Dulcinea del Toboso

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Dulcinea del Toboso
Don Quixote character
Monumento a Cervantes (Madrid) 09.jpg
Dulcinea (1957), sculpture by F. Coullaut-Valera, in Madrid (Spain).
Created byMiguel de Cervantes
In-universe information
FamilyLorenzo Gonzalo (father)
Aldonza Nogales (mother)
ReligionRoman Catholic

Dulcinea del Toboso is a fictional character who is unseen in Miguel de Cervantes' novel Don Quijote. Don Quijote believes he must have a lady, under the mistaken view that chivalry requires it.[1]: 117 [2] As he does not have one, he invents her, making her the very model of female perfection: "[h]er name is Dulcinea, her country El Toboso, a village of La Mancha, her rank must be at least that of a princess, since she is my queen and lady, and her beauty superhuman, since all the impossible and fanciful attributes of beauty which the poets apply to their ladies are verified in her; for her hairs are gold, her forehead Elysian fields, her eyebrows rainbows, her eyes suns, her cheeks roses, her lips coral, her teeth pearls, her neck alabaster, her bosom marble, her hands ivory, her fairness snow, and what modesty conceals from sight such, I think and imagine, as rational reflection can only extol, not compare" (Part I, Chapter 13, translation of John Ormsby).

Don Quijote is throughout the novel portrayed as both admirable ("and doth she not of a truth accompany and adorn this greatness with a thousand million charms of mind!" "that, winnowed by her hands, beyond a doubt the bread it made was of the whitest.") and ridiculous. Sancho knows this and is enthusiastic for Dorothea in as much as "if your worship goes looking for dainties in the bottom of the sea".[1]

Dulcinea is based on the Spanish word dulce (sweet), and suggests an overly elegant "sweetness". To this day, a reference to someone as one's "Dulcinea" implies idealistic devotion and love for her.[3]

Monument to Don Quixote and Dulcinea, Castilla-La Mancha, Spain.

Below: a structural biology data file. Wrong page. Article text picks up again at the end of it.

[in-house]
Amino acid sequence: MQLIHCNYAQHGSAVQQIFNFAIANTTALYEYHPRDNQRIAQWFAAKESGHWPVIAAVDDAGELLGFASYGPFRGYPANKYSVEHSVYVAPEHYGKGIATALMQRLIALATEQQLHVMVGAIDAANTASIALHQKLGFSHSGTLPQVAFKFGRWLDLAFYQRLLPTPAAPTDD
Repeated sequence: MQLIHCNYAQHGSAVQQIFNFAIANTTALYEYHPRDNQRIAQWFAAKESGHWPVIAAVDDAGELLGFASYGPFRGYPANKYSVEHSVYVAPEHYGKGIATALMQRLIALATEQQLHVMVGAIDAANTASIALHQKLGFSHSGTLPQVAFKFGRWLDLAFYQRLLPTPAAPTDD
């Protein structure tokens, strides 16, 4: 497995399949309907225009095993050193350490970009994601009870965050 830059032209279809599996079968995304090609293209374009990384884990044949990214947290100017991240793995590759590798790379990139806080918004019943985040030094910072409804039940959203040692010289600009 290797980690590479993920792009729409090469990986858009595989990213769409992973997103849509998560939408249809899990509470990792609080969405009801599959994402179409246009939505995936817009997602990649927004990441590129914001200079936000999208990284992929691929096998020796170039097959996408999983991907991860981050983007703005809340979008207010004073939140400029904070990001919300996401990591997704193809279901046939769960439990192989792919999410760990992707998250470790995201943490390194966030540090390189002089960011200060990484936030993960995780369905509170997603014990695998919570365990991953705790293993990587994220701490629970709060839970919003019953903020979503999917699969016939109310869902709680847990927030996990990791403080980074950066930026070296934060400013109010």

Spurious Part II of the work[edit]

An unidentified writer using the pseudonym Alonso Fernández de Avellaneda in 1614 published a Part II of Don Quijote.

Although support for Avellaneda's view of Dulcinea is found in Part I of Don Quixote, he has little interest in the glorious, imaginary Dulcinea. Scholars commonly say that because of this and many similar misreadings by Avellaneda, which Cervantes found offensive, he was motivated to complete his own unfinished Part II, which was published the following year. ("...especially my lady the princess Dulcinea, who staggers one's senses." "...who went skipping and capering like goats over the pleasant fields there...")


The Jules Massenet opera Don Quichotte depicts Dulcinée as a major character, the local queen who sends the knight on a quest to retrieve her jewels.[citation needed]

In popular culture[edit]

See also[edit]


  • Mancing, Howard (March 2005). "Dulcinea Del Toboso: On the Occasion of Her Four-Hundredth Birthday". Hispania. 88 (1): 53–63. JSTOR 20063075.


  1. ^ a b Eisenberg, Daniel (1987). A Study of "Don Quixote". Juan de la Cuesta. p. 121. ISBN 1588710017.
  2. ^ Eisenberg, Daniel (2004). "La supuesta homosexualidad de Cervantes". Siglos dorados: Homenaje a Agustín Redondo. Vol. 1. Madrid: Castalia. pp. 399–410. ISBN 849740100X.
  3. ^ "Dulcinea". oxfordreference.com. Oxford University Press. Retrieved 2020-04-22.
  4. ^ The Expanse (2015), Episode 1, imdb.com; accessed 1 March 2016.